A History of Windows Tablets

PC Mag – Surface stands on the shoulders of more than 20 years of Microsoft innovation. See how it all began.

In 1968, Alan Kay created the Dynabook, considered to be the first prototype tablet. Never actually manufactured, the prototype used a hardware keyboard (true touch screens were years off) as well as an operating system designed to give children access to digital media. The concept reportedly inspired generations of tablets and laptops.

More than two decades later, the tablet has evolved into what we now call the iPad, the Galaxy Tab, and the Microsoft Surface. It’s the latter tablet that the technology industry has focused on of late, with the specs and pricing of the Surface with Windows RTdisclosed on Tuesday. A brief hands on with the Surface in June indicated that Microsoft put a lot of thought into it.

That’s no coincidence. Dating back to 1991, when Microsoft’s Bill Gates began talking about a prototype, tablet computing has evolved as Microsoft has. In its early days, the tablet was merely a tablet interface overlaid onto Windows XP and the other Microsoft operating systems. Over time, the hardware improved, to the point that it enabled new features, including longer battery life and better digitizer input. Interestingly enough, the definitions changed, too: in the past, “convertible” meant a tablet whose keyboard could be folded back over itself, transforming from a traditional notebook into a something akin to a slate or slab.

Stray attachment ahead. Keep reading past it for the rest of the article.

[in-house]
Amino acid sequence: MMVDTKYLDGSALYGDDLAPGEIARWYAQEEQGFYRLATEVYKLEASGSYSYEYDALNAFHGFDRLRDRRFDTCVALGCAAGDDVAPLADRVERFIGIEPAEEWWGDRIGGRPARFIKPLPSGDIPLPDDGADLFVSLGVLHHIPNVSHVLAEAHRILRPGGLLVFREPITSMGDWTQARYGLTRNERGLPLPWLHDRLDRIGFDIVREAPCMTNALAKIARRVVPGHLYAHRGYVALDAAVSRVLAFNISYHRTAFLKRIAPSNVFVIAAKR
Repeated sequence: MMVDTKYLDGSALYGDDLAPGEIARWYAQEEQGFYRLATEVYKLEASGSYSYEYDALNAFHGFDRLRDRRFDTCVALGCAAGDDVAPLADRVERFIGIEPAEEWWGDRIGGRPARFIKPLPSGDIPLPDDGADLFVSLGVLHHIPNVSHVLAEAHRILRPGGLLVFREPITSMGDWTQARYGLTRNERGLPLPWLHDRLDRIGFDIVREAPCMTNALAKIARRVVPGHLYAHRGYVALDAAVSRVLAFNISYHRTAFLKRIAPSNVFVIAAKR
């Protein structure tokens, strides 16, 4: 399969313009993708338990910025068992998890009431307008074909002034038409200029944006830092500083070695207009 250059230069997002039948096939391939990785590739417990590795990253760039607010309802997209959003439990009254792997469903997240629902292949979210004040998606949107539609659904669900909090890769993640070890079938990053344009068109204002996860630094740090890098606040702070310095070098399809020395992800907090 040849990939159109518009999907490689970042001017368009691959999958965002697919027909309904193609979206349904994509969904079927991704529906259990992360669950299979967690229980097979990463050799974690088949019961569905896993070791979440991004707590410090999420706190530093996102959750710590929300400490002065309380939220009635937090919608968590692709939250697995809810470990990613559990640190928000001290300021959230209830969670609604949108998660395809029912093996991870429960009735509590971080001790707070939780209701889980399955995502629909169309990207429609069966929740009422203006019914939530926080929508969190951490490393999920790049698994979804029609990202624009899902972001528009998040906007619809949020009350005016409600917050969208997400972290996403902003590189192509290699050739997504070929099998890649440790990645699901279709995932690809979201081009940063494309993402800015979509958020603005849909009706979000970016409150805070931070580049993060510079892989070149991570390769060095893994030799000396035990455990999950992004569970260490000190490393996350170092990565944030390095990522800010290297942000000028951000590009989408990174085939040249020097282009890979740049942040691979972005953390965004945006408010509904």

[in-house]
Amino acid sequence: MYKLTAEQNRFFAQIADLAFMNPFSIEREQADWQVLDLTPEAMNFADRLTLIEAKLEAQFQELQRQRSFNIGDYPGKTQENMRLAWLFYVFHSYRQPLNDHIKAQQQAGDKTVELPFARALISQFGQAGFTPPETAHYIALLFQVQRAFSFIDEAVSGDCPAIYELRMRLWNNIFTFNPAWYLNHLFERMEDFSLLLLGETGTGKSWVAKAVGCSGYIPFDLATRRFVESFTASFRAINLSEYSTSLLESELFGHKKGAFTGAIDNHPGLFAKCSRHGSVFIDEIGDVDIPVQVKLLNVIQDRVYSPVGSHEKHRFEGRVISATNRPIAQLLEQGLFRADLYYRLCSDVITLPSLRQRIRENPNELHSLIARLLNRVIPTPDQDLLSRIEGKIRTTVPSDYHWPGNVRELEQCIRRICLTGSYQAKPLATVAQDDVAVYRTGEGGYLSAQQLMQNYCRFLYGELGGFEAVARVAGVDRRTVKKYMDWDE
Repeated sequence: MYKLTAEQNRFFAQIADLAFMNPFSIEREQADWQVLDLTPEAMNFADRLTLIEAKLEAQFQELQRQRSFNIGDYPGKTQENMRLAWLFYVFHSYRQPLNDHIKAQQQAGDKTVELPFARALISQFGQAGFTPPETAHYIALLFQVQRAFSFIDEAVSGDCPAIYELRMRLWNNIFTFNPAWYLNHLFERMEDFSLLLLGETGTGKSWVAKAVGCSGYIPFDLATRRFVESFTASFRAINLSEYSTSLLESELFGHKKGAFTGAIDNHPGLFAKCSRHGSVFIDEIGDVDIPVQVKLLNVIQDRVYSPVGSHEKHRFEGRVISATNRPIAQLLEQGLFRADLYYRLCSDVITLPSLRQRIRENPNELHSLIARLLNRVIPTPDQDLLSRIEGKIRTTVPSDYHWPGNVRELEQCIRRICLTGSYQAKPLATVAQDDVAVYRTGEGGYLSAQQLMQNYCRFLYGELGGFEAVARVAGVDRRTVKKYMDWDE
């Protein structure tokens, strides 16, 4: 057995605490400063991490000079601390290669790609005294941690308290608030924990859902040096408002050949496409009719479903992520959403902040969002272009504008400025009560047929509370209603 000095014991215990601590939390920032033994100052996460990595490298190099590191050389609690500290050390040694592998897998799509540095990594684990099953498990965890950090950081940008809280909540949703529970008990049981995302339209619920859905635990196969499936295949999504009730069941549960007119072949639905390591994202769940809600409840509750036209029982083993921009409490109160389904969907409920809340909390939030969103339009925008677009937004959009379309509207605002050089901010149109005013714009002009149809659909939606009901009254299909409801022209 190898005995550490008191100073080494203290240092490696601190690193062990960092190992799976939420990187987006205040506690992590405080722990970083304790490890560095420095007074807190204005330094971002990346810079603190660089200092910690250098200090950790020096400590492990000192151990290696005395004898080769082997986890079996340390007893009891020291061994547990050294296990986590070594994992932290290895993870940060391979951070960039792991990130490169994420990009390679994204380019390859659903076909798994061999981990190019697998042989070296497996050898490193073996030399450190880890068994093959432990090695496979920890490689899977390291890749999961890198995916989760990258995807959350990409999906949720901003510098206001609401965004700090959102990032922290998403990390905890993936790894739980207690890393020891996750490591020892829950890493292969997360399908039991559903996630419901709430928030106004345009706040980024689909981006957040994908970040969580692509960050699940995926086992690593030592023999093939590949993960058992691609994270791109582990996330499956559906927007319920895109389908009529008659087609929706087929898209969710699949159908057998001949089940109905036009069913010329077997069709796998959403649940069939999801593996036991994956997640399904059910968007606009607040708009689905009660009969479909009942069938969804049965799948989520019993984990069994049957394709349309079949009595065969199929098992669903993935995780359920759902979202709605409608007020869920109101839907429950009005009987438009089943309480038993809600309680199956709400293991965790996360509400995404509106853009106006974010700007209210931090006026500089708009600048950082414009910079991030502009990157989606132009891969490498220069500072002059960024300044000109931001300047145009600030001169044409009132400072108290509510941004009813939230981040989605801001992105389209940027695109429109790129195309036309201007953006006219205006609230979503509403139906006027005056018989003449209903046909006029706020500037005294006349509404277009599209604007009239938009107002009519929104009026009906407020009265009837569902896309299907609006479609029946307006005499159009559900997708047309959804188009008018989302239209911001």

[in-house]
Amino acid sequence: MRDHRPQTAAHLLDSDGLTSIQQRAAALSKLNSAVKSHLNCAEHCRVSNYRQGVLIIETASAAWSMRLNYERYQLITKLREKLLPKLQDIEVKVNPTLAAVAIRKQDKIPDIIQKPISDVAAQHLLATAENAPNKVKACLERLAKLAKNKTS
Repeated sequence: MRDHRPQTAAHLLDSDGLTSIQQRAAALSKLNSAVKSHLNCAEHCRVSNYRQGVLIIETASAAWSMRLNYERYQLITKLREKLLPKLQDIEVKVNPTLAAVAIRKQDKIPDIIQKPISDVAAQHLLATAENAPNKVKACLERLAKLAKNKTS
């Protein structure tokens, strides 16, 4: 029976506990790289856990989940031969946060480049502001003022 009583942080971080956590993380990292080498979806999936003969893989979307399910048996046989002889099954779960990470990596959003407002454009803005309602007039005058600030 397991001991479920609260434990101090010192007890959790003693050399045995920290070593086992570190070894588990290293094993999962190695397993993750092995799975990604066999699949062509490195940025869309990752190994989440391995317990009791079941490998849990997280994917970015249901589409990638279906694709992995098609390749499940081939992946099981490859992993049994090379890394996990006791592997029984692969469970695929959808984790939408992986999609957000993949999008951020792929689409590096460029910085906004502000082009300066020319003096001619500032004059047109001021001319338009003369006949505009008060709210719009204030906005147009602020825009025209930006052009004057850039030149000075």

With the Surface, of course, Microsoft has moved to make the “Metro” tablet UI dominant, subsuming the traditional Windows desktop for those who prefer to work in that environment.

In the following pages, check out a few of the historical precedents to the Surface, including the table formerly known as Surface, now called PixelSense. Bit of a branding issue there, certainly!


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